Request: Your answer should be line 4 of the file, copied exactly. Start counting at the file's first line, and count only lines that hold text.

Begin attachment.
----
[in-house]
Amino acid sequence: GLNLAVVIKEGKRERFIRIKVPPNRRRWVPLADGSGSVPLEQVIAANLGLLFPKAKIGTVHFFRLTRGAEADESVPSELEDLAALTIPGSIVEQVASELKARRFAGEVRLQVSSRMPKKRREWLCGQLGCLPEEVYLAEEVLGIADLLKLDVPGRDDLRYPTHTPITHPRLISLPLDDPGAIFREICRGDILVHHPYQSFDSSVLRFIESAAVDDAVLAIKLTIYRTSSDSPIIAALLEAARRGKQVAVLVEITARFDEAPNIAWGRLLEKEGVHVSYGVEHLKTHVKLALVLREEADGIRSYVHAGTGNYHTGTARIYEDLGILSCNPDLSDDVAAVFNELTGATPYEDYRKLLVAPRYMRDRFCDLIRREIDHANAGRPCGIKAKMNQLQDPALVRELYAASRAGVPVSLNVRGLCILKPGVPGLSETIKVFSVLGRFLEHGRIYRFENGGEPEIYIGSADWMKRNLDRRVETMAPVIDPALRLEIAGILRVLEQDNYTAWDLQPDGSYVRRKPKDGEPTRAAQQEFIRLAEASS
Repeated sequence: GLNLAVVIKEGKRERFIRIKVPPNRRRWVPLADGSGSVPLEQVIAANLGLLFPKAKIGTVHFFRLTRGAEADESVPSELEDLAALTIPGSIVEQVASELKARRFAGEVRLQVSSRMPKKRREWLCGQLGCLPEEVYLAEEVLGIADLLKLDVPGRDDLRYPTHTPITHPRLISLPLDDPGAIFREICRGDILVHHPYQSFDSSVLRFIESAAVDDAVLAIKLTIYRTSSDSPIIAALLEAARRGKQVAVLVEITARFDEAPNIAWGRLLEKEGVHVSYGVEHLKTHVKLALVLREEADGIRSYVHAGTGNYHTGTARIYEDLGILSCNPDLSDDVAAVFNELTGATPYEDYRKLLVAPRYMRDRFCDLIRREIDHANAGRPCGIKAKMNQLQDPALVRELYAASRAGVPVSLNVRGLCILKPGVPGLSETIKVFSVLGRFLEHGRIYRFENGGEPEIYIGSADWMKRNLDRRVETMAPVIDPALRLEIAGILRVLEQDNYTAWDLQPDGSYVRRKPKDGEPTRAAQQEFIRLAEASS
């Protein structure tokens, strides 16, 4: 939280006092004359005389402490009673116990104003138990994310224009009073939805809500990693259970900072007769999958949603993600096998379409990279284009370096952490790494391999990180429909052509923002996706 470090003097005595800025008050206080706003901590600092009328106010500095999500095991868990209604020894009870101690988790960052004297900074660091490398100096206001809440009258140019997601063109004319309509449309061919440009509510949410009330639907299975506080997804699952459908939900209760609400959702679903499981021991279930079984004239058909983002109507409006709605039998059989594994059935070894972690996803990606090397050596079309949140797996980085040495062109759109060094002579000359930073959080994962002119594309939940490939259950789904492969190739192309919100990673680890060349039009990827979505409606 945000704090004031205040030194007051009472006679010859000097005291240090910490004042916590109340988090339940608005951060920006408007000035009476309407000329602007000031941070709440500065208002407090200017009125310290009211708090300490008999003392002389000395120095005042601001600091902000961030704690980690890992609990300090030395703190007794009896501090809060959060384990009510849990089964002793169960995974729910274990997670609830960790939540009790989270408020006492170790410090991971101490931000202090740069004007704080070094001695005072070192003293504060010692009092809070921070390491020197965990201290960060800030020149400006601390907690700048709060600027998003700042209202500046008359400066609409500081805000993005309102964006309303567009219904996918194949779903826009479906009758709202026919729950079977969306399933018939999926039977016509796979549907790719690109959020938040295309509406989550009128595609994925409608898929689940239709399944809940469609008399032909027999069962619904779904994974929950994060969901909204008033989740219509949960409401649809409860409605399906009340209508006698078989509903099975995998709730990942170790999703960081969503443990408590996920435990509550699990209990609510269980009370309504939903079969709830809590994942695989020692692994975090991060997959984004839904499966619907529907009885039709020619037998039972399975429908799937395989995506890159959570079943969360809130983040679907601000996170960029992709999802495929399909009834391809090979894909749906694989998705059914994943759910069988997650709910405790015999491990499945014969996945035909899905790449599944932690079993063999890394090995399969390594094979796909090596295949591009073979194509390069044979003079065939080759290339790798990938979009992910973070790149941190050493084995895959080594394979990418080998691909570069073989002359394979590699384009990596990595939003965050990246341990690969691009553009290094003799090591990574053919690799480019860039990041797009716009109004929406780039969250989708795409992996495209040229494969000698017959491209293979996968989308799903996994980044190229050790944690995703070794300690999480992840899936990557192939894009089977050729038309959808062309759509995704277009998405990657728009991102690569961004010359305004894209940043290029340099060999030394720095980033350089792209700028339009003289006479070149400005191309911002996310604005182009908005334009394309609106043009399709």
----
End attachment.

């Protein structure tokens, strides 16, 4: 939280006092004359005389402490009673116990104003138990994310224009009073939805809500990693259970900072007769999958949603993600096998379409990279284009370096952490790494391999990180429909052509923002996706 470090003097005595800025008050206080706003901590600092009328106010500095999500095991868990209604020894009870101690988790960052004297900074660091490398100096206001809440009258140019997601063109004319309509449309061919440009509510949410009330639907299975506080997804699952459908939900209760609400959702679903499981021991279930079984004239058909983002109507409006709605039998059989594994059935070894972690996803990606090397050596079309949140797996980085040495062109759109060094002579000359930073959080994962002119594309939940490939259950789904492969190739192309919100990673680890060349039009990827979505409606 945000704090004031205040030194007051009472006679010859000097005291240090910490004042916590109340988090339940608005951060920006408007000035009476309407000329602007000031941070709440500065208002407090200017009125310290009211708090300490008999003392002389000395120095005042601001600091902000961030704690980690890992609990300090030395703190007794009896501090809060959060384990009510849990089964002793169960995974729910274990997670609830960790939540009790989270408020006492170790410090991971101490931000202090740069004007704080070094001695005072070192003293504060010692009092809070921070390491020197965990201290960060800030020149400006601390907690700048709060600027998003700042209202500046008359400066609409500081805000993005309102964006309303567009219904996918194949779903826009479906009758709202026919729950079977969306399933018939999926039977016509796979549907790719690109959020938040295309509406989550009128595609994925409608898929689940239709399944809940469609008399032909027999069962619904779904994974929950994060969901909204008033989740219509949960409401649809409860409605399906009340209508006698078989509903099975995998709730990942170790999703960081969503443990408590996920435990509550699990209990609510269980009370309504939903079969709830809590994942695989020692692994975090991060997959984004839904499966619907529907009885039709020619037998039972399975429908799937395989995506890159959570079943969360809130983040679907601000996170960029992709999802495929399909009834391809090979894909749906694989998705059914994943759910069988997650709910405790015999491990499945014969996945035909899905790449599944932690079993063999890394090995399969390594094979796909090596295949591009073979194509390069044979003079065939080759290339790798990938979009992910973070790149941190050493084995895959080594394979990418080998691909570069073989002359394979590699384009990596990595939003965050990246341990690969691009553009290094003799090591990574053919690799480019860039990041797009716009109004929406780039969250989708795409992996495209040229494969000698017959491209293979996968989308799903996994980044190229050790944690995703070794300690999480992840899936990557192939894009089977050729038309959808062309759509995704277009998405990657728009991102690569961004010359305004894209940043290029340099060999030394720095980033350089792209700028339009003289006479070149400005191309911002996310604005182009908005334009394309609106043009399709």